The TiO2 NRAs were grown directly on transparent FTO substrates by a hydrothermal method; details of the synthesis procedure can be found in Liu and Aydil [27]. In a typical synthesis, 30 mL of concentrated HCl was added to 30 mL of deionized water with stirring. After 5 min of stirring, 1 mL of titanium butoxide was added dropwise to the solution and stirred continuously for another 5 min to obtain a clear transparent solution. The resulting solution was then transferred into a 120-mL Teflon-lined stainless-steel autoclave. Then, one piece of cleaned FTO glass was placed into the autoclave at an angle of about 45° against the wall of the Teflon lining with the conducting side facing down. Subsequently, the autoclave was sealed and placed inside an electronic oven. The hydrothermal synthesis was conducted at 150°C for 20 h, and the obtained TiO2 NRAs on FTO glass substrates were taken out of the cooled autoclave, rinsed extensively with distilled water, and finally dried in air.

Fabrication of CuInS2 QD-sensitized TiO2 NRA electrodes

CuInS2 QDs were attached to TiO2 NRAs by the SILAR process, which was similar to that described by Wu et al. [28]. Briefly, the TiO2 nanorod array substrate was dipped sequentially in aqueous solutions of 0.1 M In2(SO4)3 for 60 s, and S ion precursor solution (0.075 M Na2S, with pH equal to 11.3 adjusted by a buffer composed of 0.1 M KH2PO4 and 0.1 M NaOH) for 240 s, following in 0.01 M CuSO4 aqueous solutions for 20 s, and S ion precursor solution for 240 s. Between each dip, the films were rinsed with deionized water for 30 s to remove excess precursors and dried in air before the next dipping. Such an immersion procedure is termed as one cycle for copper indium sulfide deposition, and this immersion cycle was repeated several times until the desired amount of CuInS2 QDs was incorporated. To increase the crystallinity and the concentration of sulfur in the SILAR-deposited CuInS2, the samples were annealed in furnace under sulfur ambiance (using S powder as the S source) at 500°C for 30 min after SILAR deposition.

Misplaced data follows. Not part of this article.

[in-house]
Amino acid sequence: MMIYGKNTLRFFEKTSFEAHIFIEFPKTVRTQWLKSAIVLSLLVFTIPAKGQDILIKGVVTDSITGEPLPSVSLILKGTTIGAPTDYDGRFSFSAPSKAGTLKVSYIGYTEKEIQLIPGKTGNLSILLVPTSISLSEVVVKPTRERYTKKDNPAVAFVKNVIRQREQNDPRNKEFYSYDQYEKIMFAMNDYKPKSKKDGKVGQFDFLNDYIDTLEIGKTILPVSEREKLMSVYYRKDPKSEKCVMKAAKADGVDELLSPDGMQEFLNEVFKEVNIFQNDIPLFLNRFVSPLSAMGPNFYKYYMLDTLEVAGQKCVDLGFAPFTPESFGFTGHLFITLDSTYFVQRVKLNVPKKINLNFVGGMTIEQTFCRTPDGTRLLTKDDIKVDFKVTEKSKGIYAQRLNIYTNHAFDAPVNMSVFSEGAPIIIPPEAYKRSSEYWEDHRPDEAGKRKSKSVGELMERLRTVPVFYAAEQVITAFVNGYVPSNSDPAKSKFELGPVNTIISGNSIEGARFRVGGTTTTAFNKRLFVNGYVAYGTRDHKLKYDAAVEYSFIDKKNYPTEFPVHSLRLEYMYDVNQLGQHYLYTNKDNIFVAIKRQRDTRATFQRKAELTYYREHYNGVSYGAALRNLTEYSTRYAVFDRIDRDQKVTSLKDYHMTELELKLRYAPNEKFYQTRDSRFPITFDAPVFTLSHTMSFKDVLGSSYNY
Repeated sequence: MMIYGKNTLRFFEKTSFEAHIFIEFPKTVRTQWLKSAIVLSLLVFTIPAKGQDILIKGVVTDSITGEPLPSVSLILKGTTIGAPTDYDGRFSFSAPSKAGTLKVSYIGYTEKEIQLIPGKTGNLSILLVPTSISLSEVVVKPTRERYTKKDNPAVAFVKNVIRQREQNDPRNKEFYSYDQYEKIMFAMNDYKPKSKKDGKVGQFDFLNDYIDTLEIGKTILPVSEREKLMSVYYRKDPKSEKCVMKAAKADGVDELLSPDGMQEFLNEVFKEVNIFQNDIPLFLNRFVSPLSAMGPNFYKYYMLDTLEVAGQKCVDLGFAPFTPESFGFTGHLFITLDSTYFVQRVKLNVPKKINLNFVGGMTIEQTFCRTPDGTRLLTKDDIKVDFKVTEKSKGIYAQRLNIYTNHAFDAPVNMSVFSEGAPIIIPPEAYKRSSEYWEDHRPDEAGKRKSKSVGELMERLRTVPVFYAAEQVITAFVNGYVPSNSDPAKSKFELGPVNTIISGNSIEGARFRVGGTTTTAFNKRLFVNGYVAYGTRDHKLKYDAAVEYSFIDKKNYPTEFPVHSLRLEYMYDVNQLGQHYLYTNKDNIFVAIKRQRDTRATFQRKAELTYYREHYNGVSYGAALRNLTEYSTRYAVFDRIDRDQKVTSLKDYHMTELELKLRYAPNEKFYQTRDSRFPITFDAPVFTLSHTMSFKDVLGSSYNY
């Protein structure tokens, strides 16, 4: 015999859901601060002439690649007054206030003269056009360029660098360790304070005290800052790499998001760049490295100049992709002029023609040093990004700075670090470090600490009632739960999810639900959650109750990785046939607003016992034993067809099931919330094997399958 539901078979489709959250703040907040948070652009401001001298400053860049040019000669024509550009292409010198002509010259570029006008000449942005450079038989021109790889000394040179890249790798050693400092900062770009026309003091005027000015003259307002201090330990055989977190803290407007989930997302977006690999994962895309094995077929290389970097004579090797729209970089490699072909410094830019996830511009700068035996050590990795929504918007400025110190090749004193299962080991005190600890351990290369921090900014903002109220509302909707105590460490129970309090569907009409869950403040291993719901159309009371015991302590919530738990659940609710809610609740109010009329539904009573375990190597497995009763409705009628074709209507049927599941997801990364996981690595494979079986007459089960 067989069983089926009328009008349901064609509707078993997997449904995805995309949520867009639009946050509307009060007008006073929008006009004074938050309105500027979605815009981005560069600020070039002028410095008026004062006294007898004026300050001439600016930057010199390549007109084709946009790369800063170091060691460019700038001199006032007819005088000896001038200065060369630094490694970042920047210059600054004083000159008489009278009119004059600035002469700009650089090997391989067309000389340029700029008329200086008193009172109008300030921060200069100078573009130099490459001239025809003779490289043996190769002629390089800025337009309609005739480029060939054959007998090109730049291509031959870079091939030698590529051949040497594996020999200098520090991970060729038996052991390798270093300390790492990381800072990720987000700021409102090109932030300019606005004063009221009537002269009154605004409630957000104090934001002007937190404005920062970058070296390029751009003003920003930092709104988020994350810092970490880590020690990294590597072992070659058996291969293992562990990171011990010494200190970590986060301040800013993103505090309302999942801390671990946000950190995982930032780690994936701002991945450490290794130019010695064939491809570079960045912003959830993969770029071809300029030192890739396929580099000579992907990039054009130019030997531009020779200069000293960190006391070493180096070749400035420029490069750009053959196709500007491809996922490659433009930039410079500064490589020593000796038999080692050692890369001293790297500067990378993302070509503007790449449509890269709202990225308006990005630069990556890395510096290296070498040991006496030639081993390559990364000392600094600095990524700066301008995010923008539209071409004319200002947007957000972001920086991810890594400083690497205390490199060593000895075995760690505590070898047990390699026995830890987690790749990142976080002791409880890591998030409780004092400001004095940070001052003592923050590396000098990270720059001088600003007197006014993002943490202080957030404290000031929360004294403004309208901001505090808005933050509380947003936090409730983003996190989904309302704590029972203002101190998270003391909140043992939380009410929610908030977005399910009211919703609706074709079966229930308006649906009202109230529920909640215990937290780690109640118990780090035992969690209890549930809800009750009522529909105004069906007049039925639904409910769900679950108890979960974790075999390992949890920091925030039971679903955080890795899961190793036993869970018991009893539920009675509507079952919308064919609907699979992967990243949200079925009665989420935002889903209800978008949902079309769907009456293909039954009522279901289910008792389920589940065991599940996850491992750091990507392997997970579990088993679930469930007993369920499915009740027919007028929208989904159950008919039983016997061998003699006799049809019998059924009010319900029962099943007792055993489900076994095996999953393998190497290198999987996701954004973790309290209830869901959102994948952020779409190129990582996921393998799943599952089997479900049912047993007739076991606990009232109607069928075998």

A In2S3 buffer layer was introduced between TiO2 and CuInS2 layer also by SILAR. For In2S3 deposition from their precursor solutions, 0.1 M indium nitrate in ethanol was used as cation source, and 0.1 M sodium sulfide in 1:1 methanol and water as anion source.

Characterization

The as-prepared CuInS2 QD-sensitized TiO2 NRA electrodes were characterized by various analytical and spectroscopic techniques. The morphology of the sample was studied by a field-emission scanning electron microscopy (FESEM, JSM-7001 F, JEOL Co., Ltd., Beijing, China). Transmission electron microscopy (TEM), and high-resolution TEM (HRTEM) investigations were carried out by a JEOL JEM-2100(UHR) microscope operating at 200 kV. The samples were detached from the FTO substrate, then dispersed in ethanol by sonication, and dropped onto a carbon film supported on a copper grid. Structure characterizations of the CuInS2-sensitized TiO2 NRA films were conducted using X-ray diffraction (XRD). The XRD patterns were recorded using a Philips X'Pert PRO X-ray diffractometer (Royal Philips Electronics, Amsterdam, The Netherlands) with Cu Kα1 radiation (λ = 1.5406 Å) from 20 to 70° at a scan rate of 2.4° min−1. X-ray tube voltage and current were set at 40 kV and 40 mA, respectively. The absorption spectra for CuInS2 QD-sensitized TiO2 NRA electrodes were recorded on a CARY5000 UV-visible NIR spectrometer (Agilent Technologies Inc., CA, USA).

Photoelectrochemical measurements